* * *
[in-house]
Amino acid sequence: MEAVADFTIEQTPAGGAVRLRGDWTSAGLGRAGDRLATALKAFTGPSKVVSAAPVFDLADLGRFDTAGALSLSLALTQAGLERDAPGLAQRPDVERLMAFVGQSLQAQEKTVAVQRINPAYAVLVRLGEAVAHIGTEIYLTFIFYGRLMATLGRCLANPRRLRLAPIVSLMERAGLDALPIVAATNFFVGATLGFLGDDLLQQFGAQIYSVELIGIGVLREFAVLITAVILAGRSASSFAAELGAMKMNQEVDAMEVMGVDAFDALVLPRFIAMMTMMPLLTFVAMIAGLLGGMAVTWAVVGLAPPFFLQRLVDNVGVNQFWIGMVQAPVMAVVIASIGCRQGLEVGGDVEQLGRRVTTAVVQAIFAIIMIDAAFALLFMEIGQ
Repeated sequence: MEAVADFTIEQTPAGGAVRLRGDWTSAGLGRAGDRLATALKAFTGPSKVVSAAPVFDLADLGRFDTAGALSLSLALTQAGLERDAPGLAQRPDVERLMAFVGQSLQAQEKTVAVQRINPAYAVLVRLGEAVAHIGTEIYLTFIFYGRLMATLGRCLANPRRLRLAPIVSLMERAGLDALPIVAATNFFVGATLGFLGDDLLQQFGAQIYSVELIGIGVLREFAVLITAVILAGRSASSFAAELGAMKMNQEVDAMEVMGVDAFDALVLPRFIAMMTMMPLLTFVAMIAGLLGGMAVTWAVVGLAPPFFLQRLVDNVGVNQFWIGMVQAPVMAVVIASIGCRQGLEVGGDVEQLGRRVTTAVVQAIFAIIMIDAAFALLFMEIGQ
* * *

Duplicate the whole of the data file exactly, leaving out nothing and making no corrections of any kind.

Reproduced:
[in-house]
Amino acid sequence: MEAVADFTIEQTPAGGAVRLRGDWTSAGLGRAGDRLATALKAFTGPSKVVSAAPVFDLADLGRFDTAGALSLSLALTQAGLERDAPGLAQRPDVERLMAFVGQSLQAQEKTVAVQRINPAYAVLVRLGEAVAHIGTEIYLTFIFYGRLMATLGRCLANPRRLRLAPIVSLMERAGLDALPIVAATNFFVGATLGFLGDDLLQQFGAQIYSVELIGIGVLREFAVLITAVILAGRSASSFAAELGAMKMNQEVDAMEVMGVDAFDALVLPRFIAMMTMMPLLTFVAMIAGLLGGMAVTWAVVGLAPPFFLQRLVDNVGVNQFWIGMVQAPVMAVVIASIGCRQGLEVGGDVEQLGRRVTTAVVQAIFAIIMIDAAFALLFMEIGQ
Repeated sequence: MEAVADFTIEQTPAGGAVRLRGDWTSAGLGRAGDRLATALKAFTGPSKVVSAAPVFDLADLGRFDTAGALSLSLALTQAGLERDAPGLAQRPDVERLMAFVGQSLQAQEKTVAVQRINPAYAVLVRLGEAVAHIGTEIYLTFIFYGRLMATLGRCLANPRRLRLAPIVSLMERAGLDALPIVAATNFFVGATLGFLGDDLLQQFGAQIYSVELIGIGVLREFAVLITAVILAGRSASSFAAELGAMKMNQEVDAMEVMGVDAFDALVLPRFIAMMTMMPLLTFVAMIAGLLGGMAVTWAVVGLAPPFFLQRLVDNVGVNQFWIGMVQAPVMAVVIASIGCRQGLEVGGDVEQLGRRVTTAVVQAIFAIIMIDAAFALLFMEIGQ